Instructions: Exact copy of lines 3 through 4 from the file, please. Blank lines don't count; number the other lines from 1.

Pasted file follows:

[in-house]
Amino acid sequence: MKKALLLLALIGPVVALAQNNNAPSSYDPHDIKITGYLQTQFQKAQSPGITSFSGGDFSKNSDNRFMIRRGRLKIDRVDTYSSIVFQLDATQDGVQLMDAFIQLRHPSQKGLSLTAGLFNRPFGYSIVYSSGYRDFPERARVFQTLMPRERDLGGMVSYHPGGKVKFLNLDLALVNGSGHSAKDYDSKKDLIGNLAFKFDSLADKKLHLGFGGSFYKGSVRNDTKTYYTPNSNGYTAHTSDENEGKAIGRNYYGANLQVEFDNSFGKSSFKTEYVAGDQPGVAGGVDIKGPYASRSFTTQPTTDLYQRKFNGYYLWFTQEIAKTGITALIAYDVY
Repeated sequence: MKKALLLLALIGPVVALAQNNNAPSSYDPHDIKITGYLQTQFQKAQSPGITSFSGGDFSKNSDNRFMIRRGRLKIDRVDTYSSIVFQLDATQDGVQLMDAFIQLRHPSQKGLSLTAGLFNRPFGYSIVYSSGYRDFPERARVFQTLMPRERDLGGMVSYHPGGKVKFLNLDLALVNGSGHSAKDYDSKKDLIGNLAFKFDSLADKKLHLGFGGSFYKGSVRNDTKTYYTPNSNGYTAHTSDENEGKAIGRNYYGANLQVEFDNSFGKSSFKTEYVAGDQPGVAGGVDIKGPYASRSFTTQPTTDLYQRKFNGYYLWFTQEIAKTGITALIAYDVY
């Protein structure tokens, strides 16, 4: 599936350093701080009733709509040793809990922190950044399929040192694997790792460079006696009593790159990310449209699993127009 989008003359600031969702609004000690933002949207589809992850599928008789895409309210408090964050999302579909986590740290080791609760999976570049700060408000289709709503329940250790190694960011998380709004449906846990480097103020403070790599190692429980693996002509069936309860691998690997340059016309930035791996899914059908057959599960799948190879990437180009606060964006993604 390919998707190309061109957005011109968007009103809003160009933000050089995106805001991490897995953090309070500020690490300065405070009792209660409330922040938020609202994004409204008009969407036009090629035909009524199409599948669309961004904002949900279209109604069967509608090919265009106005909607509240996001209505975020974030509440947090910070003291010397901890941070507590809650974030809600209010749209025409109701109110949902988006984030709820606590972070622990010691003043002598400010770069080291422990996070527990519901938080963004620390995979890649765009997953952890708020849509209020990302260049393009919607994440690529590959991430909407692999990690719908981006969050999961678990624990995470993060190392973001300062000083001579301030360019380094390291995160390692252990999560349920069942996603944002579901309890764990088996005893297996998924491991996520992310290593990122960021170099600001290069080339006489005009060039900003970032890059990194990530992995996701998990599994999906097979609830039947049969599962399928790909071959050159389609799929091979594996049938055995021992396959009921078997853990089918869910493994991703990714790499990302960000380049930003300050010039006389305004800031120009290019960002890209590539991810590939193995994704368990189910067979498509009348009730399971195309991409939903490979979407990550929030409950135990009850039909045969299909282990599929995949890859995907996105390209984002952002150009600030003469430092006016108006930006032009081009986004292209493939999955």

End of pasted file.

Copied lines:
Repeated sequence: MKKALLLLALIGPVVALAQNNNAPSSYDPHDIKITGYLQTQFQKAQSPGITSFSGGDFSKNSDNRFMIRRGRLKIDRVDTYSSIVFQLDATQDGVQLMDAFIQLRHPSQKGLSLTAGLFNRPFGYSIVYSSGYRDFPERARVFQTLMPRERDLGGMVSYHPGGKVKFLNLDLALVNGSGHSAKDYDSKKDLIGNLAFKFDSLADKKLHLGFGGSFYKGSVRNDTKTYYTPNSNGYTAHTSDENEGKAIGRNYYGANLQVEFDNSFGKSSFKTEYVAGDQPGVAGGVDIKGPYASRSFTTQPTTDLYQRKFNGYYLWFTQEIAKTGITALIAYDVY
């Protein structure tokens, strides 16, 4: 599936350093701080009733709509040793809990922190950044399929040192694997790792460079006696009593790159990310449209699993127009 989008003359600031969702609004000690933002949207589809992850599928008789895409309210408090964050999302579909986590740290080791609760999976570049700060408000289709709503329940250790190694960011998380709004449906846990480097103020403070790599190692429980693996002509069936309860691998690997340059016309930035791996899914059908057959599960799948190879990437180009606060964006993604 390919998707190309061109957005011109968007009103809003160009933000050089995106805001991490897995953090309070500020690490300065405070009792209660409330922040938020609202994004409204008009969407036009090629035909009524199409599948669309961004904002949900279209109604069967509608090919265009106005909607509240996001209505975020974030509440947090910070003291010397901890941070507590809650974030809600209010749209025409109701109110949902988006984030709820606590972070622990010691003043002598400010770069080291422990996070527990519901938080963004620390995979890649765009997953952890708020849509209020990302260049393009919607994440690529590959991430909407692999990690719908981006969050999961678990624990995470993060190392973001300062000083001579301030360019380094390291995160390692252990999560349920069942996603944002579901309890764990088996005893297996998924491991996520992310290593990122960021170099600001290069080339006489005009060039900003970032890059990194990530992995996701998990599994999906097979609830039947049969599962399928790909071959050159389609799929091979594996049938055995021992396959009921078997853990089918869910493994991703990714790499990302960000380049930003300050010039006389305004800031120009290019960002890209590539991810590939193995994704368990189910067979498509009348009730399971195309991409939903490979979407990550929030409950135990009850039909045969299909282990599929995949890859995907996105390209984002952002150009600030003469430092006016108006930006032009081009986004292209493939999955």